"There is a contract civilian agency, that is fed information, that is controlling everything. It's made up of either former military, high-level government agencies or high-ranking, very knowledgeable scientists. I can almost guarantee you. That's the way we do it. And disinformation is the biggest thing," Halt told HuffPost on Friday.
The Daily Express of London reported on July 14 that Halt said:
• Rendlesham Forest was mobbed with US military personnel "hunting UFOs" at the time

• A "UFO exploded " before his eyes and another "shot down a laser beam" from 3,000 feet above

• The UK Ministry of Defence (MoD) later hid documents relating to Rendlesham

• US personnel who "lost 40 minutes" during the sighting have been denied access to medical files

Speaking at a UFO conference in Woodbridge, Suffolk, he said: "There is no doubt in my mind we are not alone and there are some people (in power) who know this, but even Mr (Barack) Obama won't get through to them."
 This is not the first time that Halt has 'jazzed up' his account of the Rendle-sham incidents. Ridpath describes Halt's "iffy affidavit," written in 2010,  as a "disastrous attempt to rewrite the facts of the case," suggesting that "this product of his 30-year-old memory differs so substantively from what he said and wrote at the time that it would be destroyed in a court of law."


What are other "top witnesses" from Rendle-sham reporting?

Airman Larry Warren claimed to have seen a light in the forest that "blew up," then re-assembled itself, and alien beings came scampering out of it. He says they resembled "children in snowsuits." By his account, many other Air Force personnel saw these creatures, but nobody else has reported them.

Larry Warren's description of alien beings scampering out of the Rendle-sham saucer (from 1985 CNN special on Rendlesham).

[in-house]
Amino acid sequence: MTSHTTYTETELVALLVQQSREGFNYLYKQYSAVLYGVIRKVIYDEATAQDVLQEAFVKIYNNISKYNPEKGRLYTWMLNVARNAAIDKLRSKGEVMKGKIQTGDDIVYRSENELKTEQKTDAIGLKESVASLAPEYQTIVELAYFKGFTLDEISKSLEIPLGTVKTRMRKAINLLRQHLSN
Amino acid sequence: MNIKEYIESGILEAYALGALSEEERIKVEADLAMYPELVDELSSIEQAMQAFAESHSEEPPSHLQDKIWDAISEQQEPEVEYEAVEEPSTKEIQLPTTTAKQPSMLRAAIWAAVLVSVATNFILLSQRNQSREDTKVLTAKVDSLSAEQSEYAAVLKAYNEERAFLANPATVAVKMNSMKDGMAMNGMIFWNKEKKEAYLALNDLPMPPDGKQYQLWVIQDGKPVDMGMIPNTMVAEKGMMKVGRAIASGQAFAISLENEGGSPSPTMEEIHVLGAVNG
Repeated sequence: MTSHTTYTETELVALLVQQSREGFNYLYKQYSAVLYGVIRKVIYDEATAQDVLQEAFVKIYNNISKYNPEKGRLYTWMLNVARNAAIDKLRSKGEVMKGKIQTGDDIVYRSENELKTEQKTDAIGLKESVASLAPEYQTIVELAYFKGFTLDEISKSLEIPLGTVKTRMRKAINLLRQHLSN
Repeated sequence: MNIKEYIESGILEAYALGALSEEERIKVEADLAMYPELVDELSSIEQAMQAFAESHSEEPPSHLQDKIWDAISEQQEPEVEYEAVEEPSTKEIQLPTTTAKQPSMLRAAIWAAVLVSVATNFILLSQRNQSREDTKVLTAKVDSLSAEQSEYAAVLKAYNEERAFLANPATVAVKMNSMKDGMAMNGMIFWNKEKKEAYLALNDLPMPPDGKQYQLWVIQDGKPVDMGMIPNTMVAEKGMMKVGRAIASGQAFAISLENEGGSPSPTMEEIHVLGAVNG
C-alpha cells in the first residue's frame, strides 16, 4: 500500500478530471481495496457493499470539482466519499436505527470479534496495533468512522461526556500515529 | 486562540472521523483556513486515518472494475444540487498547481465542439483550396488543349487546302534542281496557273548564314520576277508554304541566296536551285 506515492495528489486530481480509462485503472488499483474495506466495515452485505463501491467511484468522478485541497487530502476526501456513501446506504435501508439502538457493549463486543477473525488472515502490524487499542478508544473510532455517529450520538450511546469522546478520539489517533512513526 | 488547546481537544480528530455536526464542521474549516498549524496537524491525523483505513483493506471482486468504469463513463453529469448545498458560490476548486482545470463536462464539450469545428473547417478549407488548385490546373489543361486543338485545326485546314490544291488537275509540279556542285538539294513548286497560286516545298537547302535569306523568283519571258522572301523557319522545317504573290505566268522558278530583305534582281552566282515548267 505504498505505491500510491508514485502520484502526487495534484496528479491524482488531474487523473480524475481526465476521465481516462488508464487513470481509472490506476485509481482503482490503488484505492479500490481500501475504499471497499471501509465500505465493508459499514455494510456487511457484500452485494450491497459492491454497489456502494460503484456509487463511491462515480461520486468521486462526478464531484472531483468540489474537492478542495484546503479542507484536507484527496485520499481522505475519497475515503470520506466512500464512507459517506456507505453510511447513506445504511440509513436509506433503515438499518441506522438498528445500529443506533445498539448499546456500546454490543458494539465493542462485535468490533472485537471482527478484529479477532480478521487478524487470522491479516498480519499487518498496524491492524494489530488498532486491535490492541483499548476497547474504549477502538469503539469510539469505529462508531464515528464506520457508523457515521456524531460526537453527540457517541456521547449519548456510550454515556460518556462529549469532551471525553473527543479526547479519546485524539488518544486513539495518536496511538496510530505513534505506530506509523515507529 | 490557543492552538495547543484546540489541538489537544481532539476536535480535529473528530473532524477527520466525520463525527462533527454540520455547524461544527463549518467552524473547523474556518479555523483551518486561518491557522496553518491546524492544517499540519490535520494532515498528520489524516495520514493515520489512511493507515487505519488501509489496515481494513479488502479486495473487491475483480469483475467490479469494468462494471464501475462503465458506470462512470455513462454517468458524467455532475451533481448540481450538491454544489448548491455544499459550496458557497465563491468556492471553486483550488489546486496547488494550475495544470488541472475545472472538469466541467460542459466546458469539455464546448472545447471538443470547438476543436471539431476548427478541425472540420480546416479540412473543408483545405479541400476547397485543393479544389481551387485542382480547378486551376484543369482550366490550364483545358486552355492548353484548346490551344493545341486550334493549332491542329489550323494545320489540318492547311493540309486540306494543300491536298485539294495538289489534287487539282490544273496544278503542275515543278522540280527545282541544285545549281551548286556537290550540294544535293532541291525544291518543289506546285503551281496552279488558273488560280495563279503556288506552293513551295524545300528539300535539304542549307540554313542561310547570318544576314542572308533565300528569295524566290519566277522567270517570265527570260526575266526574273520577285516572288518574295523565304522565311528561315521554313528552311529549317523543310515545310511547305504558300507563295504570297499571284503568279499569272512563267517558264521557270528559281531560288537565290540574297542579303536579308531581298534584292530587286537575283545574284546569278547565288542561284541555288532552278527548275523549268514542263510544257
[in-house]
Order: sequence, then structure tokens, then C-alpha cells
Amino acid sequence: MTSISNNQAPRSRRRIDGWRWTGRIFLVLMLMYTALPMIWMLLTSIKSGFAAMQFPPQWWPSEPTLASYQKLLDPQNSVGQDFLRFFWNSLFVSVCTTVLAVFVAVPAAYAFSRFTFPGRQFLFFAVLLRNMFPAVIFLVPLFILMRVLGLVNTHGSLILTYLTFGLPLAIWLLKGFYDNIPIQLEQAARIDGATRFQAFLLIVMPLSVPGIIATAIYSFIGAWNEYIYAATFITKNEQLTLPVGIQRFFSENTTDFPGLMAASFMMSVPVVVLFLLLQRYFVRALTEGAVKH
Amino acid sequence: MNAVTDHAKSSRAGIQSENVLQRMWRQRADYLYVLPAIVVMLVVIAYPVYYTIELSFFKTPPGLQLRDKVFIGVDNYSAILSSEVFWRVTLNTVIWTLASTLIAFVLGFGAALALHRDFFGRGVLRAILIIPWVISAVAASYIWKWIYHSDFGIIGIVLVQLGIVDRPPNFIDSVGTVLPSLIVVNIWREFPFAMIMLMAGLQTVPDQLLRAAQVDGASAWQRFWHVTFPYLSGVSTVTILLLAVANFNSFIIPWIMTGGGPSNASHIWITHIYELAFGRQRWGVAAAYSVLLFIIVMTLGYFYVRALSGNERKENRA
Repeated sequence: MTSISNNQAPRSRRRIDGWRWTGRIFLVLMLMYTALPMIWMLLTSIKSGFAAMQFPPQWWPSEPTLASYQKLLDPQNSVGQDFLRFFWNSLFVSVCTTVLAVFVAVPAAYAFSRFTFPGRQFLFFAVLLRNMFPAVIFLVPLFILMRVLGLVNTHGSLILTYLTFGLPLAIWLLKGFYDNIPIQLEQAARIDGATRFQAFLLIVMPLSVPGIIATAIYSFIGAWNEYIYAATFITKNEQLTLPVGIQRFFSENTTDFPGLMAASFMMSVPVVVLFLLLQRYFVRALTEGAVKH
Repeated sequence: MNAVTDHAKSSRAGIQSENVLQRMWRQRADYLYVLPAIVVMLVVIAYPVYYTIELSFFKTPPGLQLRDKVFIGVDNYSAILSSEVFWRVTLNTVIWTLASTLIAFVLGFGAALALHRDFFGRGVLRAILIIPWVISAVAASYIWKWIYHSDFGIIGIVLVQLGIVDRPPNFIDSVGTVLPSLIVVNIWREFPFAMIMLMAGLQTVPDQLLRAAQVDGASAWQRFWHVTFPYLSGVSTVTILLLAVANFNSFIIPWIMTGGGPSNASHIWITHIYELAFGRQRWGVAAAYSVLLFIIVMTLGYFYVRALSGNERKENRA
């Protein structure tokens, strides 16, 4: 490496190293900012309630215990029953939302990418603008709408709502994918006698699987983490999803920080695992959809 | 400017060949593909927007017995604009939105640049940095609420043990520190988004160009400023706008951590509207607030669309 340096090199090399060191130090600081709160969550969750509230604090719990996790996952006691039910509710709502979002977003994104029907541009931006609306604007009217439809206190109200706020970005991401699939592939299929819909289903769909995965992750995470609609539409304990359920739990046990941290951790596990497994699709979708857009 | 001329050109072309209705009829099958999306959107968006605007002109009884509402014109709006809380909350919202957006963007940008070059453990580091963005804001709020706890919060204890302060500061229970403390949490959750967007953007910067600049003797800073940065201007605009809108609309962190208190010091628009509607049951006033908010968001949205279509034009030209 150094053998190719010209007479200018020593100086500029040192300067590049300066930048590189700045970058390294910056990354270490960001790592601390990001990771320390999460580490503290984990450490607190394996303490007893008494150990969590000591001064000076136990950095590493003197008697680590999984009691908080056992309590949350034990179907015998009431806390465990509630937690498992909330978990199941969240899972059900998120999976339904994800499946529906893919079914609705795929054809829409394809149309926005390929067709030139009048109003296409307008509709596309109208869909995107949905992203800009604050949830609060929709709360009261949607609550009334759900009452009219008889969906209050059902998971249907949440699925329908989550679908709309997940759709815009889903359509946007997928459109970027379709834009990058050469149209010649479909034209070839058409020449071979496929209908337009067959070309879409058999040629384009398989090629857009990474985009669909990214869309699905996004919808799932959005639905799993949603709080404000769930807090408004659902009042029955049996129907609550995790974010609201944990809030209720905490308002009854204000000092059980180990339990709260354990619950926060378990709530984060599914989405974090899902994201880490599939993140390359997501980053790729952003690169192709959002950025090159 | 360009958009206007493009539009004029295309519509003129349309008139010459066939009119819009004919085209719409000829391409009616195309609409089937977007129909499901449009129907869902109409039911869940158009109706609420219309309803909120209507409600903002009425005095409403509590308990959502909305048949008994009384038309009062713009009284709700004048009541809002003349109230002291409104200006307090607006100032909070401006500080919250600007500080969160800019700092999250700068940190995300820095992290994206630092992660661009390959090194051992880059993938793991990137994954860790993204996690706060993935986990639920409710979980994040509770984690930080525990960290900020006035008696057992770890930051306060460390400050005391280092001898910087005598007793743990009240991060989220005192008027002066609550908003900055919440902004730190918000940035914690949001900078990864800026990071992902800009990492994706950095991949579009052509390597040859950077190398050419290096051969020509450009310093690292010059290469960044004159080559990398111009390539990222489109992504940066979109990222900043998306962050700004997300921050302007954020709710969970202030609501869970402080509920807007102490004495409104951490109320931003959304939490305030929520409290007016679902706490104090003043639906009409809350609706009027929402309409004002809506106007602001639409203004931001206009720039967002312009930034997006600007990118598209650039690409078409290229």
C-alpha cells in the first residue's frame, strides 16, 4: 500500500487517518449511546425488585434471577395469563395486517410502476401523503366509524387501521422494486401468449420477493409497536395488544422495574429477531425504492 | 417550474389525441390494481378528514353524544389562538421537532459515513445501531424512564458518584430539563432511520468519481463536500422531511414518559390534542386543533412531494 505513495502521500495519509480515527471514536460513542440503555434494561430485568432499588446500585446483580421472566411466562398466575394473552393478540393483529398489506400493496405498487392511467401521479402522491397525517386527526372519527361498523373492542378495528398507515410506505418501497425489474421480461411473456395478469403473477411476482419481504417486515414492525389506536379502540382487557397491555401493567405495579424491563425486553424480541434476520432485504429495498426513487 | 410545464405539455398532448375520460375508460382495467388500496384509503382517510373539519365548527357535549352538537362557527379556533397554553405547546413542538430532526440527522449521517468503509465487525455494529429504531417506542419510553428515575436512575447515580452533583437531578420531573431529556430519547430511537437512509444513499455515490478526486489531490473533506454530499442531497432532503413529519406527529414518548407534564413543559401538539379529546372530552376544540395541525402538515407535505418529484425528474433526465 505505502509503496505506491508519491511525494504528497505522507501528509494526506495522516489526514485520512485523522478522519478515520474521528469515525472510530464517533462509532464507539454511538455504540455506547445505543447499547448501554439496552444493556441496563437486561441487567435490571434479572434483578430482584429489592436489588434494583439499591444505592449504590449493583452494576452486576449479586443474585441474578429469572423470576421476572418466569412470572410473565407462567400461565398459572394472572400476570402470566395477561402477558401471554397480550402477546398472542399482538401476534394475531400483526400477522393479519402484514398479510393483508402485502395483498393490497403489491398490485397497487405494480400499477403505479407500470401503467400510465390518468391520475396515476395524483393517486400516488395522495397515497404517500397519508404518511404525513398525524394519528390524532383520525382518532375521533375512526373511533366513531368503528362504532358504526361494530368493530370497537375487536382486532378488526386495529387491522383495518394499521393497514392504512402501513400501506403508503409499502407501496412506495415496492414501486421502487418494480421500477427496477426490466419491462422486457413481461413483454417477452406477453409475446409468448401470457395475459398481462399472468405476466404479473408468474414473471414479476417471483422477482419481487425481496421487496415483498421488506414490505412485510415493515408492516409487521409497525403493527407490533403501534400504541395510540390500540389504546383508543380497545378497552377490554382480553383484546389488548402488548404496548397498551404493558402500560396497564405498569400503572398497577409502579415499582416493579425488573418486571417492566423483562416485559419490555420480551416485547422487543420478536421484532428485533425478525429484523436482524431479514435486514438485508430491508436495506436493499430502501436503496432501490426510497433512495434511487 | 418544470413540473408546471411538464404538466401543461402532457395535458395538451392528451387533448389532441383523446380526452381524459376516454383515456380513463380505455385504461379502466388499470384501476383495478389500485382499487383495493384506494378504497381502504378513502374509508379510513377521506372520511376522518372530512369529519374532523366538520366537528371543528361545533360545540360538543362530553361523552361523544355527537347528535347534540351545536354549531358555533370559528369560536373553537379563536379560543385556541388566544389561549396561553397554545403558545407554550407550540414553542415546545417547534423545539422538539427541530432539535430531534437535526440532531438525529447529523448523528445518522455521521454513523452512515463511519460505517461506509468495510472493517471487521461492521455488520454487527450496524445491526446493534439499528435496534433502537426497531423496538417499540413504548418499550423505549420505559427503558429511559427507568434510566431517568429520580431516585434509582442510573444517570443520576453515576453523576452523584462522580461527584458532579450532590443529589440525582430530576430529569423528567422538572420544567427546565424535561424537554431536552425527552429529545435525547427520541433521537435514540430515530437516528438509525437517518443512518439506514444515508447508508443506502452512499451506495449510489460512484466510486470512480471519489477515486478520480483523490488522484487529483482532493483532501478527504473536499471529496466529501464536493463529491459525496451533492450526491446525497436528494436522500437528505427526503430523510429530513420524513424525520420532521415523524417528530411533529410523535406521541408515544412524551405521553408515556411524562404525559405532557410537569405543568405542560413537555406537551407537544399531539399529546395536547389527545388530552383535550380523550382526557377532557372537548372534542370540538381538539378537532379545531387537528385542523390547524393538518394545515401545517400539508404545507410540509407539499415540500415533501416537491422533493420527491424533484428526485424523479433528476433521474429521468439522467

Another supposed witness, John Burroughs, has implied while supposedly under hypnosis that he and Sgt. Penniston were abducted by beings onto the UFO for about 45 minutes, and brought back to a different place. Supposedly base personnel saw them being lifted up to the object, and worried that they would never be returned.
 
John Burroughs ham-acting his supposed UFO encounter under "hypnosis." Hilarious!
Sgt. Jim Penniston (ret.), however, relates a completely different UFO yarn, in spite of supposedly sharing in Burrough's UFO abduction. He claims that he touched the landed UFO, and received a message from it in the form of a "binary code," which he subsequently wrote down. However, he did not tell anyone about it for thirty years.

Part of Penniston's telepathically-received  'UFO Binary Code,' miraculously turning up in his notebook thirty years after the fact. It reveals the UFO to have been sent by Time Travelers from the year 8100.
 Penniston now says that the binary data from the Rendle-sham UFO was sent by Time Travelers, which makes sense since aliens would hardly be expected to encode their messages using ASCII, the American Standard Code for Information Interchange. But time travelers from a future earth might possibly still be using ASCII 6,000 years from now (and probably Microsoft Windows as well). When Penniston was interviewed on a 2011 podcast by Angela Joiner, his story got all tangled up under her questioning.  (Hat tip to Danny Miller.) Penniston got confused whether he knew what the code meant as it was being transmitted. He  finally decided that he knew what six pages of it meant, but he thought that the rest of it "didn't mean nothin ." [If you have the patience to wade through over 200 comments on this posting, you'll see a spirited debate between two individuals who worked with Penniston on his "codes," raising substantial doubt about how many pages of  "codes" there are, and whether they were all written down in the same  year.]